AFTER a month of relatively positive upwards trajectory for many European cannabis stocks, this week has seen a return to stagnation and decline, although a number of companies have managed to retain their price gains.
With suggestions cannabis stocks across both North America and Europe may have bottomed out, and legislative progress continuing at pace across both continents, there remains cause for optimism.
As the economic forecast for the coming months continues to feed a bear market, a BusinessCann understands number of companies are looking to diversification in an effort to weather the storm.
This includes Canadian giant Aurora, which has just purchased a controlling stake in vegetable grower Bevo Agtech for $45m CAD.
Oxford Cannabinoid Technologies
This morning Oxford Cannabinoid Technologies (OCT) announced plans to launch a ‘strategic budget review’ which it says will ‘extend its current cash runway’ by around six months.
In late July, BusinessCann reported that OCT was gearing up to raise its second major round of funding since it listed on the London Stock Exchange (LSE) last May, a crucial raise which will determine the shape of the company’s future.
With its current cash reserves always scheduled to last until March/April 2023, OCT had planned from day one to launch a secondary raise to fund its ongoing operations moving forward.
However, with its stock price falling more than 80% since its initial listing, its chances of raising enough capital through its upcoming share issue have forced the company to consider contingency plans.
It has now announced plans to delay the launch of Phase 1 clinical trials for its secondary programme in order to allow its leading programme to remain on track, due to start Phase 1 clinical trials in January 2023.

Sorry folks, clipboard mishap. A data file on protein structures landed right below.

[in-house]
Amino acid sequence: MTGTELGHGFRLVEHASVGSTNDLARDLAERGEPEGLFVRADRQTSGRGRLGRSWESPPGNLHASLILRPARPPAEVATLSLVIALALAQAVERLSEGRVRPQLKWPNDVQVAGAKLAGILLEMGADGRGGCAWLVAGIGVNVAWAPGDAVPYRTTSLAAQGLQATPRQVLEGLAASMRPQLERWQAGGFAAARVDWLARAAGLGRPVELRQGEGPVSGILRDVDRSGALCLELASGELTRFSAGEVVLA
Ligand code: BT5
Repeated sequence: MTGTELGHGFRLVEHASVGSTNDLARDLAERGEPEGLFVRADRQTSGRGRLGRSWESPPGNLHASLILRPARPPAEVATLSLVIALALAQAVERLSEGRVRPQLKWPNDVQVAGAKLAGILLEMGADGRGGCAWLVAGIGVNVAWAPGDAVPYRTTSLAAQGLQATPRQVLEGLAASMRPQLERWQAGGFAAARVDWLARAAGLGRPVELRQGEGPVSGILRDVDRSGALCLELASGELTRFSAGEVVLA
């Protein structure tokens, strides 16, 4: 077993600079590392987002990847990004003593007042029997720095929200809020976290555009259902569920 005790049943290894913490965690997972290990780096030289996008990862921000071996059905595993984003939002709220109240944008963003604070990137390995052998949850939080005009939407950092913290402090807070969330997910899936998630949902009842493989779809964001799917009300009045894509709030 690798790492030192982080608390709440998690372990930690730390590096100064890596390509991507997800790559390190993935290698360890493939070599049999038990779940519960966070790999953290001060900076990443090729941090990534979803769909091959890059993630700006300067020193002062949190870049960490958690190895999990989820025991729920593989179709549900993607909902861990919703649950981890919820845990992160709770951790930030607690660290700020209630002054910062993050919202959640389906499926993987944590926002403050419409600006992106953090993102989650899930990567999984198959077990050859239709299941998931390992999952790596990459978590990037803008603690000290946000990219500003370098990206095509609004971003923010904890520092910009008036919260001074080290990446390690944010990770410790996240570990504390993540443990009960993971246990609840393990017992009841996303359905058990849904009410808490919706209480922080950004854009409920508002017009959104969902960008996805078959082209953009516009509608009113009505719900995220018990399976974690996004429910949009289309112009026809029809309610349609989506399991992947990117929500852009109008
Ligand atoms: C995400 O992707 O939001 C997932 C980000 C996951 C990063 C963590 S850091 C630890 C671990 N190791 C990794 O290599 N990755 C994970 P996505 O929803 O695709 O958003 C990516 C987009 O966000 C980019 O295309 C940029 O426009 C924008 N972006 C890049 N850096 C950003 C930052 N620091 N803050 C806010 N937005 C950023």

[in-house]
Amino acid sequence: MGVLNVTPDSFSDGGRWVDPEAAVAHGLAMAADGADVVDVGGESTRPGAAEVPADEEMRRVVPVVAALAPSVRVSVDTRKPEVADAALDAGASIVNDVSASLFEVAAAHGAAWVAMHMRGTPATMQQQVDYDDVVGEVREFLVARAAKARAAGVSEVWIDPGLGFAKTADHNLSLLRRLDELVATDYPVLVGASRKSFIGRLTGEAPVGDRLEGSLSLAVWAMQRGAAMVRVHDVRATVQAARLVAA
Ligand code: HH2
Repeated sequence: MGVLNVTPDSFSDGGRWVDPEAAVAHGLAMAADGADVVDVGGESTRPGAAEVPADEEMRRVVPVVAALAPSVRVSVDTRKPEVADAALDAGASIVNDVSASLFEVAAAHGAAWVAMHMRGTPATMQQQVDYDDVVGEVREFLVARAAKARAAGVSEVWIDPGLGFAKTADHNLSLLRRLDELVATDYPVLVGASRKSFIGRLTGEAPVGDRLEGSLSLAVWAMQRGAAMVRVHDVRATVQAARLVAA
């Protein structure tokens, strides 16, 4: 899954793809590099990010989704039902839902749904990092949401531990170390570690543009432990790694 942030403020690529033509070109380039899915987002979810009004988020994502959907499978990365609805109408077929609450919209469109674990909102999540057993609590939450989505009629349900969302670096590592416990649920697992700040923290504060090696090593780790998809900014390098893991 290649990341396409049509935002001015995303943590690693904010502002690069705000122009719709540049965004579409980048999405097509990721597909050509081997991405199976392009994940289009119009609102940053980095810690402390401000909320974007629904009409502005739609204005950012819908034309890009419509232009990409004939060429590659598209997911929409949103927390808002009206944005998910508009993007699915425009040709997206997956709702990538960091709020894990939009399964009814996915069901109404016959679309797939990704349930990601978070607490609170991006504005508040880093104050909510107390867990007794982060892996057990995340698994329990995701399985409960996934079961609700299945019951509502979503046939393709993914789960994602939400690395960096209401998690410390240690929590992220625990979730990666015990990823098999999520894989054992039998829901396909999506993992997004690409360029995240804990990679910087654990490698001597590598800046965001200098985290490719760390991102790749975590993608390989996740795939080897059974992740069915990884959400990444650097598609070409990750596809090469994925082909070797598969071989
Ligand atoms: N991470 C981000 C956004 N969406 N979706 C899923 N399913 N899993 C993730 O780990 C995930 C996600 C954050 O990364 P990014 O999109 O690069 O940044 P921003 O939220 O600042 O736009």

This strategy will stretch its current cash reserves until Q4 2023, and the company will be banking on a boost to its share price following the completion of Phase 1 trials for its lead compound in order to raise further funding.
Alongside this, OCT’s current finance director Karen Lowe has announced her intention to step down, with the hunt for a successor understood to already be underway.
Naked Short Selling Ban
News emerged from across the pond this week that naked shorting, an illegal practice that has often been cited as a key factor in the dismal performance of many cannabis stocks traded on North American exchanges, could soon be clamped down on.
Last week, the Investment Industry Regulatory Organisation of Canada (IIROC), responsible for overseeing all investment and trading activity in the country, issued new guidance on the controversial practice, prohibiting it as a ‘Manipulative and Deceptive Activity’.
Short selling involves borrowing a company’s shares and then selling them with the hopes of buying them back at a lower price in the future, effectively betting that a company’s stock will decline.
Short sales can be ‘covered’, which means the seller has borrowed or acquired the shares that they then sell on.